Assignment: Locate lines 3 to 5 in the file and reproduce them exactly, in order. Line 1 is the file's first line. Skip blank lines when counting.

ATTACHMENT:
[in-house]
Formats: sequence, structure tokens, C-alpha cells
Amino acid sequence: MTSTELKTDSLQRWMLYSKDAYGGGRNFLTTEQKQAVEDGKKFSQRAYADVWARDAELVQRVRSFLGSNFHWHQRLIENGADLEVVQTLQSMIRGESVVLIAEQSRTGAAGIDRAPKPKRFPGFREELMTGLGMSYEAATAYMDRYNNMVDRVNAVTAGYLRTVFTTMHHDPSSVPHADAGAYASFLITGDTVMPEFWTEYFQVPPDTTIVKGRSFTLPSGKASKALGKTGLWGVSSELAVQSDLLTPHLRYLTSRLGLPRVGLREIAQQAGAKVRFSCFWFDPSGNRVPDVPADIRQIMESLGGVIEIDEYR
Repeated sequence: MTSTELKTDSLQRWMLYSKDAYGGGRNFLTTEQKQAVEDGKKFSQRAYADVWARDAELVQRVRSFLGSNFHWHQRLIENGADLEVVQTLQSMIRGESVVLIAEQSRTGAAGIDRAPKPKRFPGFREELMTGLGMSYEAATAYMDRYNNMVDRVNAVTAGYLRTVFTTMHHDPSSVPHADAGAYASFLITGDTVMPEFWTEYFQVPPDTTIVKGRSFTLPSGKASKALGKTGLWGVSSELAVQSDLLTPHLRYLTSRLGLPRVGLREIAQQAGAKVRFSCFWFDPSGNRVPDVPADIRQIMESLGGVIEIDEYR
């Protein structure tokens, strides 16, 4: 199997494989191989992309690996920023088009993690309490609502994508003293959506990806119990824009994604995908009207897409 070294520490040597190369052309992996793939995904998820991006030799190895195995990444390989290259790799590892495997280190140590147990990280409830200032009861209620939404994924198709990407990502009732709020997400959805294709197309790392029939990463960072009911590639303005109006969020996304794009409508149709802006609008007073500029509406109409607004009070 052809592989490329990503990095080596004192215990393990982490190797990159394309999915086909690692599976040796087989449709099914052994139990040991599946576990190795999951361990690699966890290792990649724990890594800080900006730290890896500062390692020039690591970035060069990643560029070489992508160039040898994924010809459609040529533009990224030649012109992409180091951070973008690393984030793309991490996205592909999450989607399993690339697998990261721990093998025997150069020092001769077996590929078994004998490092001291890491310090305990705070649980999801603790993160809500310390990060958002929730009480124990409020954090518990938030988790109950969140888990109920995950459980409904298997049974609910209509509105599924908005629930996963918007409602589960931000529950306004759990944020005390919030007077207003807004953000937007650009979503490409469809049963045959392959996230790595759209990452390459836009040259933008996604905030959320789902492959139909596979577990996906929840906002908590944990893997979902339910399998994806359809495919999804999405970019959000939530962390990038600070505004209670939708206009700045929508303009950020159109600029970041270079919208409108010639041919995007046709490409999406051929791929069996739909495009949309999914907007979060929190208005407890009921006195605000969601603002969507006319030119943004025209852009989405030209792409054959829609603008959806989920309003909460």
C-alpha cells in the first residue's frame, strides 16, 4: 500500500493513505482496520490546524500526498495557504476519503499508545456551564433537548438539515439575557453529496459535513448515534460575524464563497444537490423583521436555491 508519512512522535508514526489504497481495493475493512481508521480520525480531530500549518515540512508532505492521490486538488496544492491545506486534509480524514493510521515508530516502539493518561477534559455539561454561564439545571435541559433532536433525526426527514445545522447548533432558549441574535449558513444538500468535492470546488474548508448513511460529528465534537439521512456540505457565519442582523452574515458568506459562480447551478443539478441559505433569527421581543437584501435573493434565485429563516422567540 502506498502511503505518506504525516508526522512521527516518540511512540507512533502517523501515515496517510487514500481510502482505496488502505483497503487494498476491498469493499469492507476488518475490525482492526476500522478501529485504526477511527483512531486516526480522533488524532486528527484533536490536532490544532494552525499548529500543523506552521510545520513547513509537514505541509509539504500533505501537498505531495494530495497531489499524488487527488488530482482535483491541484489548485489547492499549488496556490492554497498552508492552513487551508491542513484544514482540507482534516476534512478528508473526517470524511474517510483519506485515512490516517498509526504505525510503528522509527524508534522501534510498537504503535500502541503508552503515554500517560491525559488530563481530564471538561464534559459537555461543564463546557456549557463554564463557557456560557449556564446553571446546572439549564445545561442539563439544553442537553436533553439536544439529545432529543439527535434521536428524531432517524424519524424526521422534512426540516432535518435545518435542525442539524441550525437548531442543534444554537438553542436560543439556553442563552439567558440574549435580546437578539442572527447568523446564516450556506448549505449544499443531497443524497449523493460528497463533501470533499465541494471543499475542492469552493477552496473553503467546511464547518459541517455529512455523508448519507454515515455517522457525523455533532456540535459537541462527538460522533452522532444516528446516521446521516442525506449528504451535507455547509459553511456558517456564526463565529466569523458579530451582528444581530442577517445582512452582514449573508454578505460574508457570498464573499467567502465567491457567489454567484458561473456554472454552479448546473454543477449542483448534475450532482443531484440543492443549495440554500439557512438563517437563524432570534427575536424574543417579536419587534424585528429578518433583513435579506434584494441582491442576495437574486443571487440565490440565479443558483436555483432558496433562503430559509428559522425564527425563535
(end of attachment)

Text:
Amino acid sequence: MTSTELKTDSLQRWMLYSKDAYGGGRNFLTTEQKQAVEDGKKFSQRAYADVWARDAELVQRVRSFLGSNFHWHQRLIENGADLEVVQTLQSMIRGESVVLIAEQSRTGAAGIDRAPKPKRFPGFREELMTGLGMSYEAATAYMDRYNNMVDRVNAVTAGYLRTVFTTMHHDPSSVPHADAGAYASFLITGDTVMPEFWTEYFQVPPDTTIVKGRSFTLPSGKASKALGKTGLWGVSSELAVQSDLLTPHLRYLTSRLGLPRVGLREIAQQAGAKVRFSCFWFDPSGNRVPDVPADIRQIMESLGGVIEIDEYR
Repeated sequence: MTSTELKTDSLQRWMLYSKDAYGGGRNFLTTEQKQAVEDGKKFSQRAYADVWARDAELVQRVRSFLGSNFHWHQRLIENGADLEVVQTLQSMIRGESVVLIAEQSRTGAAGIDRAPKPKRFPGFREELMTGLGMSYEAATAYMDRYNNMVDRVNAVTAGYLRTVFTTMHHDPSSVPHADAGAYASFLITGDTVMPEFWTEYFQVPPDTTIVKGRSFTLPSGKASKALGKTGLWGVSSELAVQSDLLTPHLRYLTSRLGLPRVGLREIAQQAGAKVRFSCFWFDPSGNRVPDVPADIRQIMESLGGVIEIDEYR
């Protein structure tokens, strides 16, 4: 199997494989191989992309690996920023088009993690309490609502994508003293959506990806119990824009994604995908009207897409 070294520490040597190369052309992996793939995904998820991006030799190895195995990444390989290259790799590892495997280190140590147990990280409830200032009861209620939404994924198709990407990502009732709020997400959805294709197309790392029939990463960072009911590639303005109006969020996304794009409508149709802006609008007073500029509406109409607004009070 052809592989490329990503990095080596004192215990393990982490190797990159394309999915086909690692599976040796087989449709099914052994139990040991599946576990190795999951361990690699966890290792990649724990890594800080900006730290890896500062390692020039690591970035060069990643560029070489992508160039040898994924010809459609040529533009990224030649012109992409180091951070973008690393984030793309991490996205592909999450989607399993690339697998990261721990093998025997150069020092001769077996590929078994004998490092001291890491310090305990705070649980999801603790993160809500310390990060958002929730009480124990409020954090518990938030988790109950969140888990109920995950459980409904298997049974609910209509509105599924908005629930996963918007409602589960931000529950306004759990944020005390919030007077207003807004953000937007650009979503490409469809049963045959392959996230790595759209990452390459836009040259933008996604905030959320789902492959139909596979577990996906929840906002908590944990893997979902339910399998994806359809495919999804999405970019959000939530962390990038600070505004209670939708206009700045929508303009950020159109600029970041270079919208409108010639041919995007046709490409999406051929791929069996739909495009949309999914907007979060929190208005407890009921006195605000969601603002969507006319030119943004025209852009989405030209792409054959829609603008959806989920309003909460």